Okay, an Event has happened! You’ve clicked a button, or clicked in a text box, opened a dropdown, whatever has happened, you triggered an event.

Great! Now what? As we discussed, Actions are now launched because of that Event.

And because you are designing the screen, you decide what Actions take place. You can have one action, or multiple actions, but it’s important to remember they’ll happen in a sequential order. Actions occur one after another.

Let’s illustrate this in an example. Below is a blank screen with one section in it. It currently does nothing. 

So let’s give it a button. I will drag one from the Insert Controls panel into the empty section. Perfect. It will look like the image below.

Now actions cannot happen unless an Event is triggered. Before we can add actions to the button, we need to choose the event the actions will go into. 

To find the events for the button, click the down arrow on the button itself to open up a menu.

Note the thunderbolt icon? That's an event. Unsurprisingly, there is only one event, and that is the Click Event

Note: For every control you choose, the thunderbolt icon indicates an Event.

Hopefully, understanding this event is straightforward: the Click event occurs when someone clicks the button. 

Now we need to add actions to when someone clicks the button. In order to do this, we will edit the Click event by clicking on the "thunderbolt Click" option.

When you select this, the Action Editor pop up. This is where you can now add as many actions as you wish to this Click event. 

The Action Editor is split into two parts:

  • Action Set - On the left is a list of actions in this event.
  • Action Preferences - On the right is a pane that will change depending on what action is selected.

From here, you have a number of actions to choose from, but we’re not going to list every action in Method right here - that’s what the List of Actions is for.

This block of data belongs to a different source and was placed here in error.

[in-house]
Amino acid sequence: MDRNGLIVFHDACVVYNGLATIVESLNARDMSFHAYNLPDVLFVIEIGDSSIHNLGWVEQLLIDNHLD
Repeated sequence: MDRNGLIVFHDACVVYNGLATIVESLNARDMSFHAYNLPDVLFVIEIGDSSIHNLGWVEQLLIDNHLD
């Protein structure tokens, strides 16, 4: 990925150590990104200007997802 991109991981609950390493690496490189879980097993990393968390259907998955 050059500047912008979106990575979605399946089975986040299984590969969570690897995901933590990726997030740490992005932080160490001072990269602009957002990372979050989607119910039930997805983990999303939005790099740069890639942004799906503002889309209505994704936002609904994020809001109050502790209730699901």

For our purposes, let’s make this button do something simple, like display a Hello message. See the search bar? I'll search for the action Show Message and then select it!

When you select Show Message, that action will show up on the left list. That means this action will run when the button is clicked! On the right, you can configure the Show Message action. 

Each configuration section is unique to the Action it applies to (again, you can learn more from List of Actions), but above is what the Show Message action looks like. 

I'll fill it in with:

  • Title: "Hello Message"
  • Message: "Thank you for clicking the button"

The Internal Note is worth including, because it allows you to keep track of what your action is designed to do. This might not sound like a big deal, but believe us - when you get to building controls with maybe tens of actions associated with them, it’s helpful to know what each was meant to do. Also, if anybody else is working on your app, they’ll have a road map to what you were intending to do as well!

Actions are automatically saved, so once complete, I'll close the action editor with the Close button at the top. I will then close the design mode of the screen and give my button a try! It will display our message:

Our button works! So what happens?

  • User clicks the button.
  • This fires off the button's Click Event.
  • This event launches the actions configured inside of it.
  • The only action inside of it is the Show Message action. 
  • The Show Message action shows the Hello Message.

It’s that simple.

Creating more complicated action series for controls is really just building on these basic principles, which we’ll explore in the Mission section. And, for a full list of actions available in Method, check out the List of Actions.

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